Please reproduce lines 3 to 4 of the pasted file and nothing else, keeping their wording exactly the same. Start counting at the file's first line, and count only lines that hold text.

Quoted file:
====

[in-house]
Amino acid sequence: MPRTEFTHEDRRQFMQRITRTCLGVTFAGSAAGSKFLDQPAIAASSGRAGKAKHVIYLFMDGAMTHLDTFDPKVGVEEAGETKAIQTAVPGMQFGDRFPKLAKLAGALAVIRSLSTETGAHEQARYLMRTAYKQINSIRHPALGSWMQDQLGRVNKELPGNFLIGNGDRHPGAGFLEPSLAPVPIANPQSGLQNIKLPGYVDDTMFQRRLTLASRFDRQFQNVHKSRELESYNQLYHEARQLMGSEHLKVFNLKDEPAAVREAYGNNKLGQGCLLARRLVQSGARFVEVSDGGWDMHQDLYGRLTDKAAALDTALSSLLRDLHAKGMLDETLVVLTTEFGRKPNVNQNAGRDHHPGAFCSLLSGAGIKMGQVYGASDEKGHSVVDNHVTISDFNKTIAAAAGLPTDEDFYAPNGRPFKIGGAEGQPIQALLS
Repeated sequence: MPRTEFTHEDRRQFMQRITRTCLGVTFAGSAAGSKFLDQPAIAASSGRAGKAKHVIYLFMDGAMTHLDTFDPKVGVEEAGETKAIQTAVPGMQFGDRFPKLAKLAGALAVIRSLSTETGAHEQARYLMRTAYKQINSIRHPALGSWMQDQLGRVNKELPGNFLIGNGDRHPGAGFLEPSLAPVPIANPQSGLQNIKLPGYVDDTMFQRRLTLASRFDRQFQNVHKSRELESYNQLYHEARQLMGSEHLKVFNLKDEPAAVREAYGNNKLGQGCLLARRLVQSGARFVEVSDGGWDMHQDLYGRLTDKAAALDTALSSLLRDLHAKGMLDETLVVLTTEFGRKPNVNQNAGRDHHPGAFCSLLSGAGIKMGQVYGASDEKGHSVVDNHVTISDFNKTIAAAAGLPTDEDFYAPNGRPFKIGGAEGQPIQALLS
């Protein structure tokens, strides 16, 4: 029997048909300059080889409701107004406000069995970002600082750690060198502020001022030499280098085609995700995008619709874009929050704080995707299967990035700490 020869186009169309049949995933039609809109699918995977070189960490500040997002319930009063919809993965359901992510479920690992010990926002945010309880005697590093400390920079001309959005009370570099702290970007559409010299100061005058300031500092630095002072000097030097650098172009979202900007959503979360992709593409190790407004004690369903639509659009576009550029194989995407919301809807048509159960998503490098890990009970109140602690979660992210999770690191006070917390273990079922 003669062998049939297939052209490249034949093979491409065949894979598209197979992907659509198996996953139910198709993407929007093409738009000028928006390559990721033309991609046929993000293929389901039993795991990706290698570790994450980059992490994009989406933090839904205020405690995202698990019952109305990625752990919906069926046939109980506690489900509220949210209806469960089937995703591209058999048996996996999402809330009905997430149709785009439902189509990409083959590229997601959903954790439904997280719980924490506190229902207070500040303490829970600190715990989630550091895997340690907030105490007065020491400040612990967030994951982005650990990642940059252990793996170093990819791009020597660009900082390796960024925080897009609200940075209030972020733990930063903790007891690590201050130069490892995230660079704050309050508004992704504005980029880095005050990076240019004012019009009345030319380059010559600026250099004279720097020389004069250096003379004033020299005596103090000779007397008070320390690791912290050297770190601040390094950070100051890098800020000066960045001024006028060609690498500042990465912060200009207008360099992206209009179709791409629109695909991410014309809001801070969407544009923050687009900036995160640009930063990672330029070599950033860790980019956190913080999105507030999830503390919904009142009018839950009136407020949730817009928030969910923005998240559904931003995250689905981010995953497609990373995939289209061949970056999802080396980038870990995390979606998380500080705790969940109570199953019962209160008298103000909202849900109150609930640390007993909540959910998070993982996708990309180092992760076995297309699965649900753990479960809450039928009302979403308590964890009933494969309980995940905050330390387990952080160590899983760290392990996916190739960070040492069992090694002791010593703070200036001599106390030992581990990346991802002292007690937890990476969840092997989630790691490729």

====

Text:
Repeated sequence: MPRTEFTHEDRRQFMQRITRTCLGVTFAGSAAGSKFLDQPAIAASSGRAGKAKHVIYLFMDGAMTHLDTFDPKVGVEEAGETKAIQTAVPGMQFGDRFPKLAKLAGALAVIRSLSTETGAHEQARYLMRTAYKQINSIRHPALGSWMQDQLGRVNKELPGNFLIGNGDRHPGAGFLEPSLAPVPIANPQSGLQNIKLPGYVDDTMFQRRLTLASRFDRQFQNVHKSRELESYNQLYHEARQLMGSEHLKVFNLKDEPAAVREAYGNNKLGQGCLLARRLVQSGARFVEVSDGGWDMHQDLYGRLTDKAAALDTALSSLLRDLHAKGMLDETLVVLTTEFGRKPNVNQNAGRDHHPGAFCSLLSGAGIKMGQVYGASDEKGHSVVDNHVTISDFNKTIAAAAGLPTDEDFYAPNGRPFKIGGAEGQPIQALLS
């Protein structure tokens, strides 16, 4: 029997048909300059080889409701107004406000069995970002600082750690060198502020001022030499280098085609995700995008619709874009929050704080995707299967990035700490 020869186009169309049949995933039609809109699918995977070189960490500040997002319930009063919809993965359901992510479920690992010990926002945010309880005697590093400390920079001309959005009370570099702290970007559409010299100061005058300031500092630095002072000097030097650098172009979202900007959503979360992709593409190790407004004690369903639509659009576009550029194989995407919301809807048509159960998503490098890990009970109140602690979660992210999770690191006070917390273990079922 003669062998049939297939052209490249034949093979491409065949894979598209197979992907659509198996996953139910198709993407929007093409738009000028928006390559990721033309991609046929993000293929389901039993795991990706290698570790994450980059992490994009989406933090839904205020405690995202698990019952109305990625752990919906069926046939109980506690489900509220949210209806469960089937995703591209058999048996996996999402809330009905997430149709785009439902189509990409083959590229997601959903954790439904997280719980924490506190229902207070500040303490829970600190715990989630550091895997340690907030105490007065020491400040612990967030994951982005650990990642940059252990793996170093990819791009020597660009900082390796960024925080897009609200940075209030972020733990930063903790007891690590201050130069490892995230660079704050309050508004992704504005980029880095005050990076240019004012019009009345030319380059010559600026250099004279720097020389004069250096003379004033020299005596103090000779007397008070320390690791912290050297770190601040390094950070100051890098800020000066960045001024006028060609690498500042990465912060200009207008360099992206209009179709791409629109695909991410014309809001801070969407544009923050687009900036995160640009930063990672330029070599950033860790980019956190913080999105507030999830503390919904009142009018839950009136407020949730817009928030969910923005998240559904931003995250689905981010995953497609990373995939289209061949970056999802080396980038870990995390979606998380500080705790969940109570199953019962209160008298103000909202849900109150609930640390007993909540959910998070993982996708990309180092992760076995297309699965649900753990479960809450039928009302979403308590964890009933494969309980995940905050330390387990952080160590899983760290392990996916190739960070040492069992090694002791010593703070200036001599106390030992581990990346991802002292007690937890990476969840092997989630790691490729």